This might move a little faster if I describe what happened in the spring using bullet points. Nitty gritty isn't fun to write about. Shit, nitty gritty isn't fun to live, so that makes sense, right?
* How do you know? (Not quoting a Whitney Houston song here). It's just hard. The system works like this (apologies if I've already explained):
1. Get matched with kids. Sounds easier than it is, well - especially if you have specific parameters. Like we said we can't take kids who have reported sexual abuse. Sadly, that eliminates a good deal of the kids out there. We just didn't feel equipped, as much as that broke our hearts. Lost track of how many times we looked at each other and said SO MANY PEOPLE MESS UP KIDS' LIVES.
2. Visit the kids, create a bond. Doing this with out-of-state kids is tough. We initially were leaning towards international adoption - remember the movie THE GOOD LIE prompted our journey. If we'd gone international, we'd have had to both spend 2 weeks with kids far away and leave our kids at home. Yeah, that sounded impossible, domestic it was.
3. Decide if you want to move forward (all the while, the team is also deciding if this match continues to make sense and if the kids are old enough, they are voicing their opinion, etc).
4. Kids move in for a pre-adoptive trial period. During this time, parents are considered foster parents. The trial period lasts about 6 months, give or take. It gives everyone a chance to decide if this fit is indeed going to work. Young kids DON'T ACTUALLY UNDERSTAND THE TRIAL PERIOD. How could they survive the stress of fearing that their every move was being scrutinized? And worrying that they'd be sent away?
* We were asked in March if we wanted to move forward with the boys. (I need to pause here while I look back and see what the hell I named them here, sheesh - get it together E). The foster mom, Debbie, let the team know that she and her husband were divorcing. The team called and let us know that Debbie had a change of circumstance (they didn't reveal what it was) and that they might need to move the kids to us as early as April.
Did we want them?
* Needing more info. I finally asked if placing the boys quickly was because they were too much for Debbie to handle or if maybe the husband pulled the plug. We knew he worked odd hours, the boys rarely saw him, but when they did - they complained about him not being nice. I was told about the divorce and we felt better that it wasn't because the boys were awful. We'd heard that after they visited our home, they acted up big time for Debbie. Makes sense when you think about it - so much for them to consider. Constant state of WHERE AM I GOING?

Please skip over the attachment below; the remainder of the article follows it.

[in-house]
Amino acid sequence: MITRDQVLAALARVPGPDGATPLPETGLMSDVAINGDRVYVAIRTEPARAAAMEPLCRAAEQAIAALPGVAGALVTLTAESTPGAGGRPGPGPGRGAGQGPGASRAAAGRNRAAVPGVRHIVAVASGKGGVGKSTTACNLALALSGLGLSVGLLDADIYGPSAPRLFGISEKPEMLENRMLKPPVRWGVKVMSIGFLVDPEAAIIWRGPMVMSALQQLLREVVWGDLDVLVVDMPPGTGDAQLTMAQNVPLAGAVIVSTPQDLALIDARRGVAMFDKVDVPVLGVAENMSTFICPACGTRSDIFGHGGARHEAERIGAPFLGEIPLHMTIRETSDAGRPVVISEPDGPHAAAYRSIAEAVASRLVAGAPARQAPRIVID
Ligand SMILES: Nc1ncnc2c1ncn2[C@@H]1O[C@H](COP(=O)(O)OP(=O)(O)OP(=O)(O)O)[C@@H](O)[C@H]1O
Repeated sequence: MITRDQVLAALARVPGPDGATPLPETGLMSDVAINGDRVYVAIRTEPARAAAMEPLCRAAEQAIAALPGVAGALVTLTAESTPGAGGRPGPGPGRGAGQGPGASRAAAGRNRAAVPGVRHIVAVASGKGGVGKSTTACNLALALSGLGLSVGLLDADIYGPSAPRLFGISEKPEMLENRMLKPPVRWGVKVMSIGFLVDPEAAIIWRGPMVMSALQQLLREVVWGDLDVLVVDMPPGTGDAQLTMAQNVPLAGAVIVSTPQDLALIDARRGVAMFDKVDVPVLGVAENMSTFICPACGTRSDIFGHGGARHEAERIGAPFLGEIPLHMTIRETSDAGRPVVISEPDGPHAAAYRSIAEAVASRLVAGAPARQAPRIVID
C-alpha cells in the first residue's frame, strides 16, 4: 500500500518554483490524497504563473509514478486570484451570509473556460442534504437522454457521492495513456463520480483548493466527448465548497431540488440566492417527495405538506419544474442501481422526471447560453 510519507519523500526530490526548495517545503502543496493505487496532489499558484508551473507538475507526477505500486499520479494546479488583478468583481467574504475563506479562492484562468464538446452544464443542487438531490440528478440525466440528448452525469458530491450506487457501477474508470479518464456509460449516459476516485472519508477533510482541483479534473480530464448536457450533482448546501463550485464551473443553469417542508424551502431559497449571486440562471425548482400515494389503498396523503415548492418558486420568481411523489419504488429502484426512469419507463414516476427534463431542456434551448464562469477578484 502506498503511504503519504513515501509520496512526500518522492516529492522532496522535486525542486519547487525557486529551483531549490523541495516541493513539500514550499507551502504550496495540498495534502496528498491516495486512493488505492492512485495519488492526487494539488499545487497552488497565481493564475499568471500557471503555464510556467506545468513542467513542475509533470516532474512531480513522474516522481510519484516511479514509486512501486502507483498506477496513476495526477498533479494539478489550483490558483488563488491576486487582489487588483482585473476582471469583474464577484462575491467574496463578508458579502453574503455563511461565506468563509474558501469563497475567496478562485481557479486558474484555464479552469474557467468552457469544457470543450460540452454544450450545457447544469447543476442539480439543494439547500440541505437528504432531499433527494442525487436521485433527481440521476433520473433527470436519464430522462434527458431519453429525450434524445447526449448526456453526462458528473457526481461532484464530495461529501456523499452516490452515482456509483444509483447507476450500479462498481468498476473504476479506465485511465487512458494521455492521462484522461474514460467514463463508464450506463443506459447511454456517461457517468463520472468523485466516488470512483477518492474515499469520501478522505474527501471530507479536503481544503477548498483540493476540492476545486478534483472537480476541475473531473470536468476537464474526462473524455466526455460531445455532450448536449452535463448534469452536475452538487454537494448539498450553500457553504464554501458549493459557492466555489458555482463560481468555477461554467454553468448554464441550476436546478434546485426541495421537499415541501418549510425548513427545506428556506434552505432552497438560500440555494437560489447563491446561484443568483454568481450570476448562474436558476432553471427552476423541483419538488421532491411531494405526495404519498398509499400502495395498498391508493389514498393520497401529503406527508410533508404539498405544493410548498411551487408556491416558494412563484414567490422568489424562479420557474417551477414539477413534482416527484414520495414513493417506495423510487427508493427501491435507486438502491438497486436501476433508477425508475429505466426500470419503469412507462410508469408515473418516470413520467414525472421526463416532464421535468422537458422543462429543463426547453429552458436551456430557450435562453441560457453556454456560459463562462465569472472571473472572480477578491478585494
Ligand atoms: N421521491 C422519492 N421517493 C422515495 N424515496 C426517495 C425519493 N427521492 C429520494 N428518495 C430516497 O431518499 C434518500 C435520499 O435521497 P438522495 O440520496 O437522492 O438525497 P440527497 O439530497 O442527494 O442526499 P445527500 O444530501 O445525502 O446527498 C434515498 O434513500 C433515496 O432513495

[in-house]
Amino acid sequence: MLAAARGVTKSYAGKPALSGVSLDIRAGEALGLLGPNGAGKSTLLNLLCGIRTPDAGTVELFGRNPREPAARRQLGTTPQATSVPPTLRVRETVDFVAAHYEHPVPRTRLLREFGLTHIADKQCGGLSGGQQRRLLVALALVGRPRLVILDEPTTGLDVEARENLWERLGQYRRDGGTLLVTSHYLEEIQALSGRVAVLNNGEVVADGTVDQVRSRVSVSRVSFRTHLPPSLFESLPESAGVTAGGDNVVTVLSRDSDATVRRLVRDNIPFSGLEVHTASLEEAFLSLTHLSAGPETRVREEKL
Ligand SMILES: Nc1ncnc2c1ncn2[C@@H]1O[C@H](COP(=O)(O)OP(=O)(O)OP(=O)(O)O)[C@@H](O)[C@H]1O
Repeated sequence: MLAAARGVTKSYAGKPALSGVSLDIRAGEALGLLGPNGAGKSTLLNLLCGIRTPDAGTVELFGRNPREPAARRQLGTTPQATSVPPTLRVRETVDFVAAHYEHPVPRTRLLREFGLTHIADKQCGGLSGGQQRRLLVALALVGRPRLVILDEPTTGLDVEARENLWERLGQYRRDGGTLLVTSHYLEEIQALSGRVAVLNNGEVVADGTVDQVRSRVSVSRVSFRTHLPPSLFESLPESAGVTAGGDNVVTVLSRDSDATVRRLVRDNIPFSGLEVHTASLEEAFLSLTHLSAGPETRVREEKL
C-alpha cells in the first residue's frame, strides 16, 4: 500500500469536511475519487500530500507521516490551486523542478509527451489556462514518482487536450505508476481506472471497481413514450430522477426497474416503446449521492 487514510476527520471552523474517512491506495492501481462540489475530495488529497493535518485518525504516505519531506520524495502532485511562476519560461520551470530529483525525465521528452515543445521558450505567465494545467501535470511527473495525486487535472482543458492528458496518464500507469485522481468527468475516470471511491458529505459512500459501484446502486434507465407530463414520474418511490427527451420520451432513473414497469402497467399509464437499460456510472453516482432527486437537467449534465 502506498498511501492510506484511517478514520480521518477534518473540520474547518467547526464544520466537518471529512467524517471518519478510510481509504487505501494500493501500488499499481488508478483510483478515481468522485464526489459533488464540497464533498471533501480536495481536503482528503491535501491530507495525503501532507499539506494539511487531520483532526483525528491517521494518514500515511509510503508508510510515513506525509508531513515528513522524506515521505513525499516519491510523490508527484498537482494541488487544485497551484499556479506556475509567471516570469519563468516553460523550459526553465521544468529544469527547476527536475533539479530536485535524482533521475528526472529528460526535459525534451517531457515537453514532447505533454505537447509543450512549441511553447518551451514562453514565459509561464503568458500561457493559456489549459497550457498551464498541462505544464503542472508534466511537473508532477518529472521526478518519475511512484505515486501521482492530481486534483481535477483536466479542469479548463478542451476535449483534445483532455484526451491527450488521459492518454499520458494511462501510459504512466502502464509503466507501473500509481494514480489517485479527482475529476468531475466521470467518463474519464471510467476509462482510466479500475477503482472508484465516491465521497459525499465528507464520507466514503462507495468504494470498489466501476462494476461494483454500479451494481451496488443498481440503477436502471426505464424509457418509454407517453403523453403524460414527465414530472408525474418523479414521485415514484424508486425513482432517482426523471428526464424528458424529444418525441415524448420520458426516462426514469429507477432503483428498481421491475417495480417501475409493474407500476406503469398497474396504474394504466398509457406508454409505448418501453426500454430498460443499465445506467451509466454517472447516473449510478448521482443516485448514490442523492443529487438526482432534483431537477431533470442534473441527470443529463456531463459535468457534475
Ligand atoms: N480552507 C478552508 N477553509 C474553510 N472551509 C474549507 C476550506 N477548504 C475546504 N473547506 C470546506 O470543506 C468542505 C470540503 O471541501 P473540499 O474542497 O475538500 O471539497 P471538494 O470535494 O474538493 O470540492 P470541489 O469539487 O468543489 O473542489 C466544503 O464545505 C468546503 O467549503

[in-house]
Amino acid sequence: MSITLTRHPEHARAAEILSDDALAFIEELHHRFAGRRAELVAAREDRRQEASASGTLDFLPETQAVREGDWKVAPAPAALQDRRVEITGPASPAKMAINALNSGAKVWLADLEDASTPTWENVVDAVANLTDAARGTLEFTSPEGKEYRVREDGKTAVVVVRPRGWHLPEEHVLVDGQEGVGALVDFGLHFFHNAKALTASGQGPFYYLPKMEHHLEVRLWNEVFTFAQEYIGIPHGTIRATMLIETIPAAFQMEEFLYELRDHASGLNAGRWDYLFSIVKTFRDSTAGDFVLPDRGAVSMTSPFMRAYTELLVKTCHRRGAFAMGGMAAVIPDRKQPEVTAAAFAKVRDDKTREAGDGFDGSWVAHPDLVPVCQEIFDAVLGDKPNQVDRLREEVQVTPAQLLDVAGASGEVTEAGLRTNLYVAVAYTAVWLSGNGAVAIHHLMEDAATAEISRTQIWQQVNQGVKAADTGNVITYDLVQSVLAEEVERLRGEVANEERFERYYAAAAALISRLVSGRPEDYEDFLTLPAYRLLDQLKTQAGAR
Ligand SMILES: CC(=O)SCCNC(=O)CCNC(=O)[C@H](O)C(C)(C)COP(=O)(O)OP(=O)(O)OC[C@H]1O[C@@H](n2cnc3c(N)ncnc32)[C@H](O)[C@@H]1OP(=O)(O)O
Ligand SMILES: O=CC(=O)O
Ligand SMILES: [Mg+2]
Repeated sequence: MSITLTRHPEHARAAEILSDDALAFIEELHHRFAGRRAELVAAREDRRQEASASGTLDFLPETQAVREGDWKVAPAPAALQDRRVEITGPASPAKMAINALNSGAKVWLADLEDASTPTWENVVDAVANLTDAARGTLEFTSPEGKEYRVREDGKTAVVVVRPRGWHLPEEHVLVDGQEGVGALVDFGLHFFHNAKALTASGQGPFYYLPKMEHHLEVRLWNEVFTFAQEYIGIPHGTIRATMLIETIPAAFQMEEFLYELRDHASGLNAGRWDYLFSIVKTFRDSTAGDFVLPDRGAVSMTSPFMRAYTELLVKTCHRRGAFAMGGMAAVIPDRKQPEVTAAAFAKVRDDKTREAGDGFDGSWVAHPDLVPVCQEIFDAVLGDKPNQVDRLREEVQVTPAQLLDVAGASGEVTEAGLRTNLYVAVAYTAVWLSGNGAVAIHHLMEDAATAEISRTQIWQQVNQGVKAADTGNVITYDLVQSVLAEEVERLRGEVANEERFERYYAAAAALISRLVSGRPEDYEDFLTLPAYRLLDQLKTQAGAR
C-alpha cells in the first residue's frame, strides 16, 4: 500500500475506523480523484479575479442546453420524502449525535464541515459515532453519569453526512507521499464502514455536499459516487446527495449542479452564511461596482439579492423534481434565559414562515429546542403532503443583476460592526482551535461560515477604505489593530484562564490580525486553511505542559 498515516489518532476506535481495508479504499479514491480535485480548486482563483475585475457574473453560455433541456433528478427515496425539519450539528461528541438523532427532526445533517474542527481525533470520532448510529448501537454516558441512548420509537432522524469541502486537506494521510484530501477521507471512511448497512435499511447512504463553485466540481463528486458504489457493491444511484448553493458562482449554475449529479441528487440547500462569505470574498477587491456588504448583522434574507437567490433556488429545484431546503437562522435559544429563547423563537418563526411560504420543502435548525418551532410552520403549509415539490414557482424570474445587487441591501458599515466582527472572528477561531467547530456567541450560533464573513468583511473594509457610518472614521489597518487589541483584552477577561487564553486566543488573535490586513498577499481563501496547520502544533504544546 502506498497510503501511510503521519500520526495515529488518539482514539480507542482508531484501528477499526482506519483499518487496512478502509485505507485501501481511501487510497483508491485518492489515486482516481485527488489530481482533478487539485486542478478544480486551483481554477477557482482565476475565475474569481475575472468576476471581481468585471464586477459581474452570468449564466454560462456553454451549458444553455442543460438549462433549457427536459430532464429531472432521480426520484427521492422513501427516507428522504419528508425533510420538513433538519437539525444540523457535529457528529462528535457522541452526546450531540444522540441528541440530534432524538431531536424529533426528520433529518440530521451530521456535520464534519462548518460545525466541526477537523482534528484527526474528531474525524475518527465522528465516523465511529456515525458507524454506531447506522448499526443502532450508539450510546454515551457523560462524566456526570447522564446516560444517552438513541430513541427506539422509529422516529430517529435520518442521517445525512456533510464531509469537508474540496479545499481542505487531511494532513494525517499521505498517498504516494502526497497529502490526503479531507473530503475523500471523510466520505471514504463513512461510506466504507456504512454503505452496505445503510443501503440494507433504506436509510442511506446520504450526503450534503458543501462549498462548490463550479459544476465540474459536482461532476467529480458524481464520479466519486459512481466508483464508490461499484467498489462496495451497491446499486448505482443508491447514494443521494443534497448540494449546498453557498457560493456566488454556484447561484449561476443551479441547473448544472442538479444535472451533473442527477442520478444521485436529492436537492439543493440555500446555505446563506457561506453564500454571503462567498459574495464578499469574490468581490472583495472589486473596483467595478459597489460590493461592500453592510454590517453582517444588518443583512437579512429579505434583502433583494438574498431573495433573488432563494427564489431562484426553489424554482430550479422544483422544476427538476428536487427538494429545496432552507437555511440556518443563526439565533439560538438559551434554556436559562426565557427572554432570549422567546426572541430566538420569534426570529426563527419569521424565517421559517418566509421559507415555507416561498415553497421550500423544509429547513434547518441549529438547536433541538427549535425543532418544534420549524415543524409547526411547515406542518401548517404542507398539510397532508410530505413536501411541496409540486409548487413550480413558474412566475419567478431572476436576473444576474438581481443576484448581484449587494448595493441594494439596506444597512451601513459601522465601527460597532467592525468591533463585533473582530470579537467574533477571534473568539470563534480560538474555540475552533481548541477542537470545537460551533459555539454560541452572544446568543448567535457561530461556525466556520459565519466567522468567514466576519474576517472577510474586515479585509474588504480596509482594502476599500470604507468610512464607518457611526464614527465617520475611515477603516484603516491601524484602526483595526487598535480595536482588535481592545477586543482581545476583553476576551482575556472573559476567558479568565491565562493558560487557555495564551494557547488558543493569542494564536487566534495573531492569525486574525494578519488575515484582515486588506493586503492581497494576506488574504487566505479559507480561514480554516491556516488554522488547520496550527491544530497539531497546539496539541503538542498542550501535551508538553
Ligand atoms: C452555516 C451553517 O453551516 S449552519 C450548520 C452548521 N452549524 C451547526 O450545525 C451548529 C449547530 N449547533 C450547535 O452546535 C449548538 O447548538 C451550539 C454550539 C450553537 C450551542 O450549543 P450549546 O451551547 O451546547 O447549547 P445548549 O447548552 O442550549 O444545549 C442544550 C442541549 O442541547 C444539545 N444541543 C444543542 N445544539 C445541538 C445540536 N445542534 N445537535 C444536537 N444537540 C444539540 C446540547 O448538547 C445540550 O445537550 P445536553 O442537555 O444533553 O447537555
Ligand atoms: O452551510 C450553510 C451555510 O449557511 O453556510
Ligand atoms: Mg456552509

* They wanted Debbie to adopt them. This was the first person who ever took care of them. *pause here and consider how sad that is, they are currently in real time 9 and 11* We felt it was great news that they'd bonded with Debbie, who is almost 10 years older than us. Failure to bond is a red flag. If they bonded with her, they could most likely bond with us . . . eventually. Deb explained to them that she was too old to adopt. She'd been fostering for over 10 years. Never considered adoption.
|Coach and boys on a walk with the boys.|
Tank and Mini were on this visit too.
* Paperwork. In order for us to adopt them across state lines, paperwork called ICPC had to be completed. The office that was handling the boys' case didn't have ANY experience with ICPC. THIS IS IMPORTANT.
The Interstate Compact on the Placement of Children (ICPC) is a statutory agreement between all 50 states, the District of Columbia and the US Virgin Islands. The agreement governs the placement of children from one state into another state.
|This was part of the message hanging near a hotel pool where we stayed with the boys. This particular pool was gross. I was like, I THINK YOU HAVE OTHER THINGS TO WORRY ABOUT.|
* We were told the ICPC would take 30 days. It was early March. Until the paperwork was complete, the boys couldn't return to our house for a visit. We could continue to see them in Indiana. I'm gonna go out on a limb here and say it: DUMBEST RULE EVER. If we were pre-adoptive and the boys knew us and we planned to have them move in with us and background checks were complete, etc. WHY THE HELL MAKE US WAIT THAT LONG TO HAVE THEM COME BACK TO THEIR POTENTIAL HOME? Some idiot in a suit must've said along the way LET'S JUST MAKE THIS HARDER ON PEOPLE.
I'm posting more tomorrow. I've been a busy writer trying to bring you up to speed.